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Foster Care FAQs

Emily Saunders

 Foster Care FAQs

I get so many questions about foster care and what it’s like to be a foster parent! I know it’s awkward to ask some of these questions when you don’t know someone well and I had all of the same questions when we were considering foster care. If you have others please email or message us because I’m so happy to answer them!

 

How long does it take to become a foster parent?

This varies between agencies. Typically, training is either done in self study with regular social worker meetings or it’s completed in a class format. Personally, we chose the self-study method because it worked well for our schedules. We were able to complete the training in about 2 months as well as ALL the paperwork, home study, fire inspection, and health screening. It’s a lot, but it’s worth it!

 

Do foster parents get financial support?

Each state offers a stipend for families who foster children. It’s not a lot, but it does offset the costs of adding extra children into your home. Most agencies also offer vouchers for childcare and do their best to help with extra necessities. The county we are licensed through offers a clothing closet hosted by a church that offers lots of necessities.

 

My Target cart when I had 1.5 hours to go pick up our foster boys

 

How are children placed in your home?

With very little notice! Most often foster parents have just a couple of hours to prepare to welcome children into their homes. Often times the children come with nothing but the clothes they are wearing. Even if they are able to get some personal belongings, it’s usually not much. One of the best ways to help a foster family is to find out what necessities they need when they accept a new placement.

 

Do foster parents talk to bio parents?

This depends. Most often parents are encouraged to maintain a cordial relationship with birth parents, but some have very little contact. Personally, I feel it’s important to encourage the bio parents as much as possible. When bio parents are allowed court ordered supervised visits with their children, foster parents don’t usually attend. In our agency, a social worker transports the children to and from visits and also supervises the visit.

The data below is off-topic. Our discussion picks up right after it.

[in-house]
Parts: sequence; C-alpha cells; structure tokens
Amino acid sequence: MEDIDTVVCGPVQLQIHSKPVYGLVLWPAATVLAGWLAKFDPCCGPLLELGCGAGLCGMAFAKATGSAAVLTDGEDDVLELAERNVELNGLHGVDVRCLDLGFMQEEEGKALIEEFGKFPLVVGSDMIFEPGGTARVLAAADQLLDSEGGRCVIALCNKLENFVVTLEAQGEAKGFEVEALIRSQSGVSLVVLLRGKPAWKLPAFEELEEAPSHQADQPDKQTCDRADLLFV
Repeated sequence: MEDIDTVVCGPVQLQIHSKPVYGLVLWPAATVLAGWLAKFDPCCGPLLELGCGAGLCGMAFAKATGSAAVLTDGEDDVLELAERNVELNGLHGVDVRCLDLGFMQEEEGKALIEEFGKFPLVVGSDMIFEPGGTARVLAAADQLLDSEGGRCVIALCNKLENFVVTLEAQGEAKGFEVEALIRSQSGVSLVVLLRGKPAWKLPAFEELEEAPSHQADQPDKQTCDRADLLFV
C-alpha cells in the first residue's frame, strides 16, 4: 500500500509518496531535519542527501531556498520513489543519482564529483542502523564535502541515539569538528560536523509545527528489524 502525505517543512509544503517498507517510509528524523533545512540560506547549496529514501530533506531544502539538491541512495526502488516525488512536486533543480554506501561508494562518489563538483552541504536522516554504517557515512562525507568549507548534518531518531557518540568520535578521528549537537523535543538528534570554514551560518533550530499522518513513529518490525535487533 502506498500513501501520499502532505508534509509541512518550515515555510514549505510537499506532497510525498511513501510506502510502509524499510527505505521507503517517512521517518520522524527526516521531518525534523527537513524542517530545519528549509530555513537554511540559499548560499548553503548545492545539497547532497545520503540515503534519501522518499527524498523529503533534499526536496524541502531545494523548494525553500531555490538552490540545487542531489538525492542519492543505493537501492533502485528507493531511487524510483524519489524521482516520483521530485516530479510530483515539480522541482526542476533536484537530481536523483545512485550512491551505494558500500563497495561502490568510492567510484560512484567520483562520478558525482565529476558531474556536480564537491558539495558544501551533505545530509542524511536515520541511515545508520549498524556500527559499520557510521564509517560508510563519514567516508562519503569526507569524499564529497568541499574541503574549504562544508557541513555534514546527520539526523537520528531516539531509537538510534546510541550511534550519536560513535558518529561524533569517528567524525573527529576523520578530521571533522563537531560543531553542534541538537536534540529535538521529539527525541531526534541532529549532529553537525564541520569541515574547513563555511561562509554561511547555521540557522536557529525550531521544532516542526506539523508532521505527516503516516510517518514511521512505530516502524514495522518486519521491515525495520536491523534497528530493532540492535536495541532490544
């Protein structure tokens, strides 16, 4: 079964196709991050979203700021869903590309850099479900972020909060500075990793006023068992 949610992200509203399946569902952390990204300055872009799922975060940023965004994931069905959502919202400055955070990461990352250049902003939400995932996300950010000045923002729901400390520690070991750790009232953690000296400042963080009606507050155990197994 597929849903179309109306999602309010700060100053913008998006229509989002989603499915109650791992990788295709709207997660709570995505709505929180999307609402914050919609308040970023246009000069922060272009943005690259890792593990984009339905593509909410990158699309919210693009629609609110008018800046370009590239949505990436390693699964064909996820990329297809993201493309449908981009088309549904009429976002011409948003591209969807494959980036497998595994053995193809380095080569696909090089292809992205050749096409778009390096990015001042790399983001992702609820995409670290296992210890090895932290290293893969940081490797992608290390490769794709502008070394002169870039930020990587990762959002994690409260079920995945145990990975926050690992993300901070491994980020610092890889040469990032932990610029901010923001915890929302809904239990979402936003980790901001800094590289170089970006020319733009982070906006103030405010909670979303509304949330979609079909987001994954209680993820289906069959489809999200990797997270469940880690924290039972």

Can you ever leave the children with babysitters or other family?

In North Carolina there are several options. A few years ago a prudent parenting law was passed that allows foster parents to leave children under the supervision of friends or family for up to 72 hours. So YES, you can help babysit foster children!   Beyond 72 hours a background check is generally required. Other foster parents can also offer what’s called respite care which allows them to care for foster children for up to two weeks at a time. Foster parents are also encouraged to take foster children with the family on vacations and trips. All that’s generally required is a travel letter as long as the travel is approved and within the United States.

 

The big one…. Are you fostering them to adopt?

My answer is always “I don’t know”. Foster care is a long and drawn out process. Most agree that children are best off with their biological parents assuming they can care for them, so the court system is set up to give parents ample time to address the issues involved. Different states and counties vary widely, but most cases take multiple years before adoption is finalized. There are thousands of children throughout the US that are immediately available for adoption meaning that their parents rights have already been terminated. If your family has ever considered adoption, these children desperately need homes.

 

Do all children in foster care have major “issues”?

The answer is NO! Yes these children have all experienced trauma in their young lives, but I’m blown away at the resilience of many of these children, including the boys we are currently fostering. Many children in foster care have never experienced a stable family or unconditional love and do so very well when they do have that opportunity.

 

 



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